Understanding Stopovers and Open-Jaws to Maximize Your Awards

Disclosure: Well Traveled Mile has partnered with CardRatings for our coverage of credit card products. Well Traveled Mile and CardRatings may receive a commission from card issuers.

Getting a free flight out of your awards is the ultimate way to maximize your miles and assure you the you’re getting the best possible value. Knowing how to make it happen using stopovers and open-jaw can help you book creative trips that would otherwise cost you thousands of points more or even a thousand dollars or more.

Stopovers and open-jaw rules on award tickets are not consistent across all airlines so once you know which airlines are more generous or more restrictive compared to others, you’ll be able to book a trip that adds the most value to your awards.

This is a basic introduction to what stopovers and open-jaws are and some of the different cases when they can be used. I’ll mention a couple airlines that allow more generous stopover rules, but I’ve also put together a complete list of stopover and open-jaw rules.

I love using stopovers and open-jaws because it allows me to visit additional destinations for no extra cost. With open-jaws I also get to add in another destination and be able travel with a different means–via train, car, or bus. Using stopovers and open-jaws can simply be one of the easiest ways to get the most value from your airline miles.

What’s a Stopover?

A stopover is a stop in a city “to” or “from” a specific destination that lasts for more than 24 hours. In general, a stopover city is enroute to your destination, but this doesn’t always have to be the case with more creative routings.


When using miles, the stopover city must be considered legal within the award fare rules and must be deemed legal routing in order to get the ticket issued. These rules vary greatly across airlines and some offer much more generous and loose rules for what they consider acceptable routing.

A stopover can last as long as you want and essentially allows you to visit an additional destination. However, it’s common for airlines to limit an award ticket to travel within one year.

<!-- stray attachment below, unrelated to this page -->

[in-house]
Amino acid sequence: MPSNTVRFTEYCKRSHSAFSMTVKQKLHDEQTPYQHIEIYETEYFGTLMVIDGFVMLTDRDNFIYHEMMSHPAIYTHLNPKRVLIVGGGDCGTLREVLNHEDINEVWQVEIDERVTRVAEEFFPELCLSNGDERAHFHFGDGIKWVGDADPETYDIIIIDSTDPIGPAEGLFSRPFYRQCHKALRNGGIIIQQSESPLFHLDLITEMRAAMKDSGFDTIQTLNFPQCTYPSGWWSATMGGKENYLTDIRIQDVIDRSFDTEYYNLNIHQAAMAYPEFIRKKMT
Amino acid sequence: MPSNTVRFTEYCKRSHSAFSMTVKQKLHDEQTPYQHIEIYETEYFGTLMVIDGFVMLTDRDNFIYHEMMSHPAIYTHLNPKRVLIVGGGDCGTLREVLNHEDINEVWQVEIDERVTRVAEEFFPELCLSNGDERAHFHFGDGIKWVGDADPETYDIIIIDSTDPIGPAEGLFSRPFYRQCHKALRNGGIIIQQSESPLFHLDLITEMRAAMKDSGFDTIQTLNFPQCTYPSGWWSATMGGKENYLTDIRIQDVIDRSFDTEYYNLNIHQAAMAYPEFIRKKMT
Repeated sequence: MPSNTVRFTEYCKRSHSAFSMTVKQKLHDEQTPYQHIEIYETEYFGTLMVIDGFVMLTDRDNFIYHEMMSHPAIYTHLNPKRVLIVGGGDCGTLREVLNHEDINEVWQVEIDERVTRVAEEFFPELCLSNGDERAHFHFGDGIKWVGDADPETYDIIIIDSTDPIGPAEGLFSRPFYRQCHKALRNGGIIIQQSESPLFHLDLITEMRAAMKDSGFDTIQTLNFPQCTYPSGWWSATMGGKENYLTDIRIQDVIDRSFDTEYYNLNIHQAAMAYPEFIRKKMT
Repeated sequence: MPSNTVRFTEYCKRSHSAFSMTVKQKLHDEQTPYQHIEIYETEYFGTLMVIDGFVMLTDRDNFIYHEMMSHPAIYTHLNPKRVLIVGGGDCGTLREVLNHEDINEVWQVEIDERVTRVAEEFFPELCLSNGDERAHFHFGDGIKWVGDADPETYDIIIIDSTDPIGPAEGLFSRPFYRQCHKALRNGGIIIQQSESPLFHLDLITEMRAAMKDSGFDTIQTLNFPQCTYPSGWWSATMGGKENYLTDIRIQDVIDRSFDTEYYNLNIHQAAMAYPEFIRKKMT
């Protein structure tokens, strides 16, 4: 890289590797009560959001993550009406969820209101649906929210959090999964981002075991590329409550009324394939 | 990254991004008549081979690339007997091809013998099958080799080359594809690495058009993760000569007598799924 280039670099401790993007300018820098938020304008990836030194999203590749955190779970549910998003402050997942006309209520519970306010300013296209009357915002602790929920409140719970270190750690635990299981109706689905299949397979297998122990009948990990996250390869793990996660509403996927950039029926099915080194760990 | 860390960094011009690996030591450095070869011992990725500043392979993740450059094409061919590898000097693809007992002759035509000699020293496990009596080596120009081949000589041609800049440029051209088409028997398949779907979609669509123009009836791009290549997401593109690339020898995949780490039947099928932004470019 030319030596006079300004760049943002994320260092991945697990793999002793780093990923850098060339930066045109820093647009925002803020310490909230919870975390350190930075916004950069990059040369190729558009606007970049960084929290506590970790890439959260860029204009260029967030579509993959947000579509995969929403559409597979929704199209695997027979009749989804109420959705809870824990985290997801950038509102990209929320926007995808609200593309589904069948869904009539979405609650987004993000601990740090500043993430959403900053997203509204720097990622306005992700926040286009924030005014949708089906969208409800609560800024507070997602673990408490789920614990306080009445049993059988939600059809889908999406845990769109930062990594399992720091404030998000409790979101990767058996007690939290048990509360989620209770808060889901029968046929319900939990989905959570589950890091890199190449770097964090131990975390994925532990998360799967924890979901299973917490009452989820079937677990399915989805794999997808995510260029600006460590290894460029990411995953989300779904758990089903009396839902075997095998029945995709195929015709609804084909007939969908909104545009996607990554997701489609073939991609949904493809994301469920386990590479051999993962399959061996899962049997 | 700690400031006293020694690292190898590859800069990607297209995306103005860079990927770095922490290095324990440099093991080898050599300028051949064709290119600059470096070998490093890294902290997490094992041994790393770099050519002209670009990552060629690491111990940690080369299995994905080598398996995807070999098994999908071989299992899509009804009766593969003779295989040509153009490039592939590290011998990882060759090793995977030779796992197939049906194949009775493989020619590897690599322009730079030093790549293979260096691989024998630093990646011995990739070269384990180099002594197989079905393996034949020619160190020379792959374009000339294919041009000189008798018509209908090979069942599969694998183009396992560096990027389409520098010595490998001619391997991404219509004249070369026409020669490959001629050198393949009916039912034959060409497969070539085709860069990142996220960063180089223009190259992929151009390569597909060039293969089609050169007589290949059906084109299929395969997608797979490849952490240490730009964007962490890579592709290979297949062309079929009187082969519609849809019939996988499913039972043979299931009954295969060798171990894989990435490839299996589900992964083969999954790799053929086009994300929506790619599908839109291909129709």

What is a Connection?

A connection or transfer is when you arrive at an airport and depart from the same airport on the next scheduled flight or within a few hours of arriving (generally less than 24 hours).

In general, on domestic or trans-border awards any stop within 4 hours is considered a connection. On international award travel, a stop less than 24 hours is considered a connection. Some airlines still consider it a connection if there are no connecting flights within 4 or 24 hours respectively, but you must be booked on the next scheduled flight.

How is a Stopover Different from a Connection?

On an international award, a stopover is a stop in a city for more than 24 hours and a connection is less than 24 hours. For domestic awards a stopover is considered any stop that lasts over 4 hours. Generally, stopovers are used to visit and spend time in an additional city on one award.

A connection is when you arrive at an airport and depart on the next scheduled flight, usually within a few hours of arriving.

What’s an Open-jaw?

An open-jaw is when you arrive in one city and depart from another city. The travel between the two cities is not included in the itinerary and can be completed by bus, train, boat, or flights.


Open-jaws add flexibility and allow you to visit an additional destination on an award ticket. An example of this would be to flying to Rome, travel by train to Paris, and then fly home from Paris.

Combinations of Stopovers and Open-jaws

Depending on the airlines award rules you can book awards with both stopovers and open-jaws, with such an itinerary your trip could look something like this.



It may also be possible to have stopovers in each direction on a round trip award, for instance one airline that allows this is Lufthansa.



Lastly, some of the most flexible airline miles let you book stopovers on one-way awards. This virtually lets you book almost any creative itinerary you could want and visit two extra destinations for no extra miles. Alaska Airlines miles are particularly valuable because of they allow stopover one-ways, including on partner awards.


The Bottom Line

Getting the basics of how to book stopovers and open-jaws can open up a world of possibilities on award tickets. Using them to creative creative award trips and visiting extra destinations at no extra cost, or booking a free one-way at the end of a trip is one of the best ways to maximize your miles.

Find out what each airlines rules are by checking out my full list of airline stopovers and open-jaw rules.

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Advertiser Disclosure: Well Traveled Mile has partnered with CardRatings for our coverage of credit card products. Well Traveled Mile and CardRatings may receive a commission from card issuers.

Editors Note: Opinions expressed here are author’s alone, not those of any bank, credit card issuer, hotel, airline, or other entity. This content has not been reviewed, approved or otherwise endorsed by any of the entities included within the post.
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